- About PS&F
- Industry Focus
- Client Tools
- Education & Events
- Case Studies
September 5, 2013
Thousands of private practitioners are selling or dismantling their practices and taking jobs in hospitals. The reasons why doctors discontinue their private practices vary. Some doctors cite the volume of work involved in running a business, as compared to the return on investment. Others say that medical malpractice insurance, administrative costs and increasing regulatory requirements make private practice too expensive to maintain.
Upon leaving private practice, some doctors feel they still need insurance coverage for prior acts that occurred during their private practice (“tail coverage”). Here’s where the negotiation pitfalls between hospitals and doctors begin. The case study below illustrates this problem.
Negotiation and Insurance
A rural hospital client of Parker, Smith & Feek was surprised by a generous benefactor who donated money to expand their oncology department. They scoured the country looking for the best department head they could find. They eventually opened negotiations with a private practitioner who was in the process of selling her practice and willing to move to the area.
Her counteroffer was close to the salary and benefit package that they expected, but there was a “prior acts” insurance provision. She wanted coverage for any claim or lawsuit related to acts prior to her hire date.
The hospital’s board and administrators were extremely excited for the opportunity to recruit this doctor and didn’t want to jeopardize the negotiation. However, they couldn’t take any chances, so they had their PS&F broker look at “prior acts” insurance a little more closely. After review, the broker found that the doctor’s previous practice had a fairly extensive claims history. Their broker advised it would be costly to include her prior acts under the hospital’s policy and there was a high probably that additional claims would come forward. Additional claims could reach the hospital’s policy limits. In addition, these claims could increase future renewal rates and possibly result in cancellation.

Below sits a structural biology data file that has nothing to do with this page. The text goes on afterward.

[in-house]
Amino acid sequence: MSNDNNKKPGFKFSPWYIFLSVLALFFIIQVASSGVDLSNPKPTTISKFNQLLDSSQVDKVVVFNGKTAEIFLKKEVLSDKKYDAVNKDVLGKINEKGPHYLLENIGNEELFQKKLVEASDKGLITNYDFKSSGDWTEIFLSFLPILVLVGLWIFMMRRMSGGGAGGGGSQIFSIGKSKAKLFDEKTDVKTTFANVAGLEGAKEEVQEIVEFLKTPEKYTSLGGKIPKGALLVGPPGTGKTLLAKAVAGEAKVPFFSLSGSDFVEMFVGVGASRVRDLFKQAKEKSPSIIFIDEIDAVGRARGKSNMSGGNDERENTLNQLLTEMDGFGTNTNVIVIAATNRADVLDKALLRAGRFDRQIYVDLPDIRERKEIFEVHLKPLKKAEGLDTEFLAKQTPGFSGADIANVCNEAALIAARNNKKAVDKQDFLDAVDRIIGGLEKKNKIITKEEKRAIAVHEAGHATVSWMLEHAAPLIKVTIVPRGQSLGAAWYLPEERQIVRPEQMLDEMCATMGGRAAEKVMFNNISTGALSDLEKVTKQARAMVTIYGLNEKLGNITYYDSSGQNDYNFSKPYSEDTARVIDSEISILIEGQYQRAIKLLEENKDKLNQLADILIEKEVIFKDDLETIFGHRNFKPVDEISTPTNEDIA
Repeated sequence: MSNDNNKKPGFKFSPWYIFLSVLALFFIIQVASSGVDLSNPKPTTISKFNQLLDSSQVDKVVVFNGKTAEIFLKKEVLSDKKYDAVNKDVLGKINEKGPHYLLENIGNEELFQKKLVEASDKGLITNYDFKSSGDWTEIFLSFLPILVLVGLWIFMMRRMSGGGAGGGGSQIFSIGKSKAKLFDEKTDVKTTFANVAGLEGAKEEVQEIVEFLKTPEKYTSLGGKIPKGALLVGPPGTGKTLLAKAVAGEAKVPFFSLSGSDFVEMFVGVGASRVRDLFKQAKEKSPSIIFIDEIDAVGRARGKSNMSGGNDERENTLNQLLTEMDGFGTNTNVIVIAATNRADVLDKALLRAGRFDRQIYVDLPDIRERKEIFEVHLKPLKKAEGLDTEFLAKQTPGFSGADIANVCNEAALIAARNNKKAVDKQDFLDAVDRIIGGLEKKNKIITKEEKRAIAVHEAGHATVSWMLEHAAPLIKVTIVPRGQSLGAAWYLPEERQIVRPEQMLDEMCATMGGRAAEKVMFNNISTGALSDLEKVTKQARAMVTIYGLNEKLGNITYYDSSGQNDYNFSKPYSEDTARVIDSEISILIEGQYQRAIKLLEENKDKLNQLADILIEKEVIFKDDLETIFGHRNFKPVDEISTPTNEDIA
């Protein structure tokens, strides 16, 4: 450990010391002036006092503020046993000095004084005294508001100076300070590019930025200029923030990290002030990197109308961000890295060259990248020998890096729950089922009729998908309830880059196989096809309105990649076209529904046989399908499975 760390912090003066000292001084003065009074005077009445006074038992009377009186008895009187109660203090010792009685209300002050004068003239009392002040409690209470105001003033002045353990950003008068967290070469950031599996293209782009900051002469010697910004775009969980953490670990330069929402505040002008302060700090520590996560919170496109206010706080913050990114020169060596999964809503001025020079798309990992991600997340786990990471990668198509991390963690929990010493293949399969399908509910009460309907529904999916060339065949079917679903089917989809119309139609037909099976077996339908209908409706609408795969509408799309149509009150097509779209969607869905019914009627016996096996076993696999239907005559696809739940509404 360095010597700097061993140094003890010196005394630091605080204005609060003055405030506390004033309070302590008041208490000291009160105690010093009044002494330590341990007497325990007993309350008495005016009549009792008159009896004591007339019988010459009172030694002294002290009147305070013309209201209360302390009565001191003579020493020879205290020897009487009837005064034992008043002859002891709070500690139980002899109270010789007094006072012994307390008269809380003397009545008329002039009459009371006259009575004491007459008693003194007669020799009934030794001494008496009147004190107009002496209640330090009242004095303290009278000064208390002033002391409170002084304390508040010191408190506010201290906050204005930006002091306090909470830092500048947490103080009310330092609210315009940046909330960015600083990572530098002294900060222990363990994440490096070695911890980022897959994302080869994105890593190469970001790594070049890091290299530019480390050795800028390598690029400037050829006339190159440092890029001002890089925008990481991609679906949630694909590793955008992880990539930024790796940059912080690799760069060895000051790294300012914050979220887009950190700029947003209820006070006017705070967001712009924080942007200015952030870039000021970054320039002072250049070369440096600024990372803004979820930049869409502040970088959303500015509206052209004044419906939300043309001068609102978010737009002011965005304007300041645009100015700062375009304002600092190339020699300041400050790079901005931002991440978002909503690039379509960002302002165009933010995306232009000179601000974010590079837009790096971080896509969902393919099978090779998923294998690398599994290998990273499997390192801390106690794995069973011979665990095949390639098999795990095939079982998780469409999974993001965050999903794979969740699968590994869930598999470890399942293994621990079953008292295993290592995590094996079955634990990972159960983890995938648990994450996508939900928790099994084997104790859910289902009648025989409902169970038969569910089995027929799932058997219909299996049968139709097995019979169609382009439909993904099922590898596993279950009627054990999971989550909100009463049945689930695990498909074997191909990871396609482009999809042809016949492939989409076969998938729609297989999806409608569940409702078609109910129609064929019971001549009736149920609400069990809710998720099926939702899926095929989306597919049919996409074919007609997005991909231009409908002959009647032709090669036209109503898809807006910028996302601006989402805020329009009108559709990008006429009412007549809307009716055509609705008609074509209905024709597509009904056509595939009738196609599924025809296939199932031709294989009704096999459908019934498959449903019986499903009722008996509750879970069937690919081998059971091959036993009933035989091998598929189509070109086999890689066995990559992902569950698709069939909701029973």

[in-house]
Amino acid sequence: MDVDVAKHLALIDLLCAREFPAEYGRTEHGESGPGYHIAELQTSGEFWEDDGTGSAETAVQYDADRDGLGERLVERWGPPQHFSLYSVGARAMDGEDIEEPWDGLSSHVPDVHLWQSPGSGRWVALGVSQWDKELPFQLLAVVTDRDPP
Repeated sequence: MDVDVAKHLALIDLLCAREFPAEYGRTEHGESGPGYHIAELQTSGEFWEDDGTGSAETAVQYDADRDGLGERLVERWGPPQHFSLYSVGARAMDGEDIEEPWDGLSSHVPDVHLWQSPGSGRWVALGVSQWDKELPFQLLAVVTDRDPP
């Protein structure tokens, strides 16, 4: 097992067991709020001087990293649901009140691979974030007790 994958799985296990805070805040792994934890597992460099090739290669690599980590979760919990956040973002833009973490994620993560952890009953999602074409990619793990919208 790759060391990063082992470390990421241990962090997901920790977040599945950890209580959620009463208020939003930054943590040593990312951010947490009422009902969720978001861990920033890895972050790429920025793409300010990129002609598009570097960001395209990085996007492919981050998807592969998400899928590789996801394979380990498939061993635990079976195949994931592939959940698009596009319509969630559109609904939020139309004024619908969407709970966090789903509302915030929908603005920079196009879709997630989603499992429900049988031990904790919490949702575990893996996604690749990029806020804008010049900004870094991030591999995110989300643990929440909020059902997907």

The hospital administrators declined to honor the request for “prior acts” insurance and reinforced their original requirement of the doctor to purchase “tail coverage,” causing negotiations to terminate. Though disappointed, the hospital was able to recruit a qualified doctor who was willing to meet the tail coverage requirements.
In today’s healthcare environment, an increased number of doctors are seeking employment opportunities with hospitals. During negotiations with potential new recruits, it is a good idea to consult with your insurance broker to see if there are any policy conflicts and to advise a specific path for adequate coverage of the hospitals interests. This may help avoid a possible insurance dilemma in the future.